Under the BRCGS scheme, the suitability, site security, foreign body controls, pest control, chemical control and cleanliness of the facilities must meet the correct standards.

Mick said: “It’s important to regularly carry out tests from samples of water from the pipes to make sure it’s pure and doesn’t contain legionella bacteria.

“If you use different equipment, such as types of brushes, for different products, they need to be labelled clearly.”

Operatives should follow strict procedures in terms of protective clothing, hand sanitisation and appropriate footwear. Staff who handle the food must also wear hair nets and gloves.

Brian said: “The most common mistakes happen when poorly trained staff members are used to produce and pack foods.

“The consequences of hygiene mistakes can range from poorly packed food to unsafe food that causes serious injury and/or death.

“This can lead to loss of sales, poor standards, unhappy staff, increased waste and potential prosecution for serious repeated offences.”

What are the packaging options?

Appropriate materials should be used to extend product shelf-life and reduce food waste. Packaging should protect food from external influences and control the environment a product sits in. It should also keep the product safe during transportation. 

Plastic is commonly used for packing food. This includes PET, polyester, and poly propylene, but PVC is usually avoided as it may contain hazardous ingredients. Aluminium is generally safe to package food products but may not react well with acidic foods such as sliced citrus fruits and tomatoes.

Glass can be used for more aesthetic appeal and is a reusable option. However, due to its weight, glass is often more expensive to transport.

Here are some examples of commonly used food packing methods:

  • shrink pouches
  • vacuum packs (some may be tightly sealed, while some are loose)
  • sachet pouches
  • flow wrapping
  • bottles and jars
  • VFFS (vertical bagging)

Brian said: “All packaging that comes into contact with food must be approved for food use and meet strict hygiene standards. There are potential risks of cross contamination (e.g. dyes) from certain types of packaging.

“The packaging must also be suitable for its purpose. Such as, ice cream tubs need to withstand freezer temperatures and not easily shatter.”

Exposure to oxygen can affect product shelf life. While it keeps some foods fresh, it can cause others to dry out.

Mick said: “Most food products are packed using filling techniques but to determine whether this is an appropriate method. Speak to a contract packer with comprehensive knowledge on this area for advice.”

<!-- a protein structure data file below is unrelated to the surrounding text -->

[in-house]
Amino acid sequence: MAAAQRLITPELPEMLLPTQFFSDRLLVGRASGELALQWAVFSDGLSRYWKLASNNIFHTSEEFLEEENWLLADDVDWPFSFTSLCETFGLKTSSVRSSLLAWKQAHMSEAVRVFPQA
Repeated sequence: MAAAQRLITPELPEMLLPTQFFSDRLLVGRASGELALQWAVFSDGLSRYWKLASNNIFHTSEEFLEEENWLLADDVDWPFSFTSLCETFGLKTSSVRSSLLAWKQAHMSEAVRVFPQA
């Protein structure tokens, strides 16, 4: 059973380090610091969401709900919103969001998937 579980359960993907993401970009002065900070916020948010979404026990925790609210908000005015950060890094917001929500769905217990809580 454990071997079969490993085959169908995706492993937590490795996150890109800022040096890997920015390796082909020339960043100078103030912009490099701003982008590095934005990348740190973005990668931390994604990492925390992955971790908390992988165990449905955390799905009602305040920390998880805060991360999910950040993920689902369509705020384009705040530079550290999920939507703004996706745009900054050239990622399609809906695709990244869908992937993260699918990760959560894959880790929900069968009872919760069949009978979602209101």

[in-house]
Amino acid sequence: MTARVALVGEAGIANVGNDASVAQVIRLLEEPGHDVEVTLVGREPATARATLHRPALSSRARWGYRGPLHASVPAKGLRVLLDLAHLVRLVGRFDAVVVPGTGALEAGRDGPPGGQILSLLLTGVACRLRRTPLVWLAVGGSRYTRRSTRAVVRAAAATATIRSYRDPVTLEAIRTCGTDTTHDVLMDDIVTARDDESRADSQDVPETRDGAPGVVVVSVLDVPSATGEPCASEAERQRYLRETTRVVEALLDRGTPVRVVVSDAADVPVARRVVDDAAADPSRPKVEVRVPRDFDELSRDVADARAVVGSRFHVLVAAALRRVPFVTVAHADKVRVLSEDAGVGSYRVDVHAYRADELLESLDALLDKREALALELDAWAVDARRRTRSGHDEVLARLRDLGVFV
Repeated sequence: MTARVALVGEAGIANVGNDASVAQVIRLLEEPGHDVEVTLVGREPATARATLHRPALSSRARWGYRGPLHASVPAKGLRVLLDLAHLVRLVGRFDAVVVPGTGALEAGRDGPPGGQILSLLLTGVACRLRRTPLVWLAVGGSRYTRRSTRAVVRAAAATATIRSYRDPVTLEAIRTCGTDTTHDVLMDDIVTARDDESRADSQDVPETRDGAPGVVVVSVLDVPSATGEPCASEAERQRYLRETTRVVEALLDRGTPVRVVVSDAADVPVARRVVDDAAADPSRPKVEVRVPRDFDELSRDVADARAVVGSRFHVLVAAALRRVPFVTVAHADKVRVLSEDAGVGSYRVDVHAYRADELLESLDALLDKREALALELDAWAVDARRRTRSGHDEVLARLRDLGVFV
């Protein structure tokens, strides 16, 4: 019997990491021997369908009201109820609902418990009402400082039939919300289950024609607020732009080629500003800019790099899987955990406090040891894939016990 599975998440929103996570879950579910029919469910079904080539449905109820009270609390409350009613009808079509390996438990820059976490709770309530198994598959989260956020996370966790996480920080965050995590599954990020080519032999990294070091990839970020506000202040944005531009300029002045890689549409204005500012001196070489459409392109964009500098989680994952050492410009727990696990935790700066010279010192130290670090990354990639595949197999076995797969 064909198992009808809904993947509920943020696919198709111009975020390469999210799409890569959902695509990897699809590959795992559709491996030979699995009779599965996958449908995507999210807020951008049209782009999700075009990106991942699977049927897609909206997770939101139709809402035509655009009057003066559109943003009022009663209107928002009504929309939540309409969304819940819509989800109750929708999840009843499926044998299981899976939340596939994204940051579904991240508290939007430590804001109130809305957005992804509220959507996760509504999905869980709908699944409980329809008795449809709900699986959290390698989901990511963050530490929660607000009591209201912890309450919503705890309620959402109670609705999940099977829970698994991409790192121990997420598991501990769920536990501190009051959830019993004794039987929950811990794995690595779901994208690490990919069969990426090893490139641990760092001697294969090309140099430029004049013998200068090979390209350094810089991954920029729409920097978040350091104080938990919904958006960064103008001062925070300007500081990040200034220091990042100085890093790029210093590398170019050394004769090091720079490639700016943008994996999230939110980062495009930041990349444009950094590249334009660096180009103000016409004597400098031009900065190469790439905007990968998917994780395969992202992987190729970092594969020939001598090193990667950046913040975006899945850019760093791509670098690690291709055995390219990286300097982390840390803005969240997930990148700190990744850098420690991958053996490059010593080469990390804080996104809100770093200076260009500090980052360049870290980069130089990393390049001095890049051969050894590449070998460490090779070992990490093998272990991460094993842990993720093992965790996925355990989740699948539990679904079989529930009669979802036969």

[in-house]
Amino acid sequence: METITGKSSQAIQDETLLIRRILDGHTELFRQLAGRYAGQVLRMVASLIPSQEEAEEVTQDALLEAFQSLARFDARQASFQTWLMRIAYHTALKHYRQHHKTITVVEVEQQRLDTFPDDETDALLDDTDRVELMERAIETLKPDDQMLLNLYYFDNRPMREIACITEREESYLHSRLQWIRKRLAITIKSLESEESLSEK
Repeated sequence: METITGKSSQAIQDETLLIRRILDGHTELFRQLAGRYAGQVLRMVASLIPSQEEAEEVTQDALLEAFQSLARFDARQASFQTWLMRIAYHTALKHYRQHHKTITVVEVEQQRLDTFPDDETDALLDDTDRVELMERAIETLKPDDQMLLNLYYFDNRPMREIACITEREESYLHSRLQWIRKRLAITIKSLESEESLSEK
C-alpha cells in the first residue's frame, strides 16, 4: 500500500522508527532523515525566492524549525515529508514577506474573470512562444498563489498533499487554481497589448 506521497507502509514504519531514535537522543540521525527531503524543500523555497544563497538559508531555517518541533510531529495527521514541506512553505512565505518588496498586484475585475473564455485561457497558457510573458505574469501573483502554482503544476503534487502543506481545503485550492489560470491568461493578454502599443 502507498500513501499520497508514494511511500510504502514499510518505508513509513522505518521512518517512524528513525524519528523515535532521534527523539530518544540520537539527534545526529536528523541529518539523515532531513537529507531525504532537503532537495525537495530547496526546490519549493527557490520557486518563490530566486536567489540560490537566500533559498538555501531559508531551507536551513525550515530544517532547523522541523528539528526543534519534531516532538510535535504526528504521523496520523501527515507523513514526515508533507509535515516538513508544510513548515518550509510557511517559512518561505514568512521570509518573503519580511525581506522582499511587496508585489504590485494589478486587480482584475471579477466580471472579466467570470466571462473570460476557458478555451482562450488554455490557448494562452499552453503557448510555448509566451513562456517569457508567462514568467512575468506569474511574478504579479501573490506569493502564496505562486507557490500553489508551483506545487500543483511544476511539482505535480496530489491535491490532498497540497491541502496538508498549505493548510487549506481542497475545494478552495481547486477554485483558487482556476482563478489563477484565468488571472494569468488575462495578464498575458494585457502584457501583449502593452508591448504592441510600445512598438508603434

Labelling is also an important factor in food packaging. In addition to the expiry date, ingredients and any allergens, labels need to state the product’s country of origin and the approval number of the establishment it came from.

Use the facility to keep products fresh

The environment that food is kept in can extend the shelf-life. The temperature—and in some cases, humidity—must be monitored regularly.

“Products with a short shelf life (e.g. produce, dairy and meats) need to be kept at chilled temperatures through the supply chain,” Brian continued.

Not all contract packing companies will provide this. Check which foods can be handled and whether the facilities are suitable for products with a short shelf-life.

Mick continued: “We generally only pack ambient food products. However, we do have an air conditioning unit that keeps the room very cool, but not frozen. We have recently used a chilled trailer for a product that needed to be kept cool for a number of weeks before it was shipped to another country.”

There is much at stake when packing food. Companies can easily fall foul of the law by failing to follow the correct procedures. Choosing a contract packing firm to oversee this stage of the process will reduce any risks of litigation, recalls, and ensure a high-quality end-product. However, it is important to choose the right one.

Make sure all certification is in place and you have verified the company’s reputation beyond the usual on-site endorsements. Then it’s just a matter of choosing a business that can cater for your needs and allowing the packing firm to take care of the rest.